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    Taxation Papers are written by the staff of the European Commission's Directorate-General forTaxation and Customs Union, or by experts working in association with them. Taxation Papersare intended to increase awareness of the work being done by the staff and to seek comments

    and suggestions for further analyses. The views expressed in the Taxation Papers are solelythose of the authors and do not necessarily reflect the views of the European Commission.

    Comments and inquiries should be addressed to:

    TAXUD [email protected]

    Cover photo made by Milan Pein

    Despite all our efforts, we have not yet succeeded in identifying the authors and rights holders forsome of the images. If you believe that you may be a rights holder, we invite you to contact theCentral Audiovisual Library of the European Commission.

    Ares(2009)123234

    This paper is available in English only.

    Europe Direct is a service to help you find answersto your questions about the European UnionFreephone number:

    00 800 6 7 8 9 10 11

    A great deal of additional information on the European Union is available on the Internet.It can be accessed through EUROPA at: http://europa.eu.

    For information on EU tax policy visit the European Commission's website at:http://ec.europa.eu/taxation_customs/taxation/index_en.htm

    Do you want to remain informed of EU tax and customs initiatives? Subscribe now to theCommission'se-mail newsflash at: http://ec.europa.eu/taxation_customs/common/newsflash/index_en.htm

    Cataloguing data can be found at the end of this publication.

    Luxembourg: Office for Official Publications of the European Communities, 2010

    ISBN 978-92-79-13469-2

    European Union, 2010Reproduction is authorised provided the source is acknowledged.

    PRINTED ON WHITE CHLORINE-FREE PAPER

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    The 2008 Financial Crisis and Taxation Policy

    Thomas Hemmelgarn1

    (European Commission)

    and

    Gaetan Nicodeme

    (European Commission, Universit Libre de Bruxelles, CEPR and CESifo)

    This version: 11thJanuary 2010

    Abstract: The 2008 financial crisis is the worst economic crisis since the Great

    Depression of 1929. It has been characterised by a housing bubble in a context of rapidcredit expansion, high risk-taking and exacerbated financial leverage, leading todeleveraging and credit crunch when the bubble burst. This paper discusses theinteractions between tax policy and the financial crisis. In particular, it reviews theexisting evidence on the links between taxes and many characteristics of the crisis.Finally, it examines some possible future tax options to prevent such crises.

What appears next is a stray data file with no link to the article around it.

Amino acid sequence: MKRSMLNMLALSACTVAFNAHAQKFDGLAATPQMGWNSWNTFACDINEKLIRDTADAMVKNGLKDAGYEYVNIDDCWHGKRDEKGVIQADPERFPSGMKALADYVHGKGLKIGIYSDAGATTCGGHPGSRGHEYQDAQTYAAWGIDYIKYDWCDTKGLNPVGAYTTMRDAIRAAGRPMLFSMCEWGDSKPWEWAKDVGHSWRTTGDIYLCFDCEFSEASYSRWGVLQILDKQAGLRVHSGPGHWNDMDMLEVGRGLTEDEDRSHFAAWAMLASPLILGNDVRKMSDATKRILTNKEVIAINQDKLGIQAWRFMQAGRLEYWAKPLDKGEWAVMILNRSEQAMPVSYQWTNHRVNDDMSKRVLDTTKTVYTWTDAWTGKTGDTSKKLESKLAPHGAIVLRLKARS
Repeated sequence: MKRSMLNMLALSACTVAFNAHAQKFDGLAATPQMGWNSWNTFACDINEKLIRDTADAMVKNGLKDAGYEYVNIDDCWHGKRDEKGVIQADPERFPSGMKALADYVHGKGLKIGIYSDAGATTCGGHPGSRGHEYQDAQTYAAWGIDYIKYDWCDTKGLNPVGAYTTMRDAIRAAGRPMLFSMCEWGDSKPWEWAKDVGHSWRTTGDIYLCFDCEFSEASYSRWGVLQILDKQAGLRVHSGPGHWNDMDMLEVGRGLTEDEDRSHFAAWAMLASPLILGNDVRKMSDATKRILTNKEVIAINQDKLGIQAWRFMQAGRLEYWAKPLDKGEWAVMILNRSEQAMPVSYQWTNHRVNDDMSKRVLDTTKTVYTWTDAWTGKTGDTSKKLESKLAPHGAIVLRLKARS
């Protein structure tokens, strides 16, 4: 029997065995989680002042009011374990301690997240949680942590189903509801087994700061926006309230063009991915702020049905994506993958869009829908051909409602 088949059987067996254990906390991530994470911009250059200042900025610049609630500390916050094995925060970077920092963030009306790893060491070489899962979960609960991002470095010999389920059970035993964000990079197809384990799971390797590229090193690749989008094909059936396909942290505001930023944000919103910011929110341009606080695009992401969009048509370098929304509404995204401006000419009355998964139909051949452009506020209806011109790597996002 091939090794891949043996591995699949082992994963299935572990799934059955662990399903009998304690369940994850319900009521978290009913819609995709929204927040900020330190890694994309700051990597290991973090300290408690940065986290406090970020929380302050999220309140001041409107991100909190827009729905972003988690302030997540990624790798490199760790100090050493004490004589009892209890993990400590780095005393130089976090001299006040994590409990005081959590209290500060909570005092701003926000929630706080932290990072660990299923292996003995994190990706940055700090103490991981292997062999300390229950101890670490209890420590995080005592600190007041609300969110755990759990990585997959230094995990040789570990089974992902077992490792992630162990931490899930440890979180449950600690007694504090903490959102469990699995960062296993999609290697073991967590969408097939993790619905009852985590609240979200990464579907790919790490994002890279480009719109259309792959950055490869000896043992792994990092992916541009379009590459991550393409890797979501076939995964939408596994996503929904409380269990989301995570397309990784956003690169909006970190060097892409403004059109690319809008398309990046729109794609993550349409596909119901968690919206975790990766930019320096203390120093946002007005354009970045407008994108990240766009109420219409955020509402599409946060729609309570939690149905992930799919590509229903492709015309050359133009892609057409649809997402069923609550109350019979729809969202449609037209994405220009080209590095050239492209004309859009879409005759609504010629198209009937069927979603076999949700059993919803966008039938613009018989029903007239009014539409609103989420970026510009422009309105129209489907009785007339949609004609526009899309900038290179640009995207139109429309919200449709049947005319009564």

Keywords:financial crisis, tax policy, taxation, fiscal stimulus, financial transaction tax,property tax

    JEL classifications:E62, F21, F30, G10, H20, H30, H50, H60

    1The findings, interpretations, and conclusions expressed in this paper are entirely those of the authors and

    should not be attributed to the European Commission. The authors thank Jean-Pierre De Laet, Geoff Lloyd

    and Florian Whlbier for useful comments. They also thank Marco Fantini and Florian Whlbier for dataon property taxation revenue. Possible errors and omissions are those of the authors. Contact:

    [email protected] ec.europa.eu and [email protected] ec.europa.eu.

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    1. Introduction

    The 2008 financial crisis has severely hit the world economy. While taxes have

    not generated the crisis, some aspects of tax policy may have led to increased risk-taking

    and indebtedness of banks, households and companies. Tax incentives may indeed have

    exacerbated the behaviour of economic agents, leading them to wrong economicdecisions. There is evidence that tax systems around the world usually favour home-

    ownership for instance. This situation may in turn lead to too-high demand in the housing

    market, boosting prices, which, combined with lax lending practices, paves the way for a

    speculative bubble. On another note, the favourable treatment of debt-financing relative

    to other sources may lead to leverage practices that are not anymore driven by pure

    economic conditions. This in turn may put at risk companies during economic

    downturns.

    This paper proposes a detailed account of the conditions that have led to the

    banking crisis and the type of policy responses brought by the U.S. and the Member

    States of the European Union (EU). Monetary and regulatory policies have opened the

    possibility for a housing bubble which eventually burst and created a credit crunch

    because of a lack of confidence between actors on financial markets. Governments and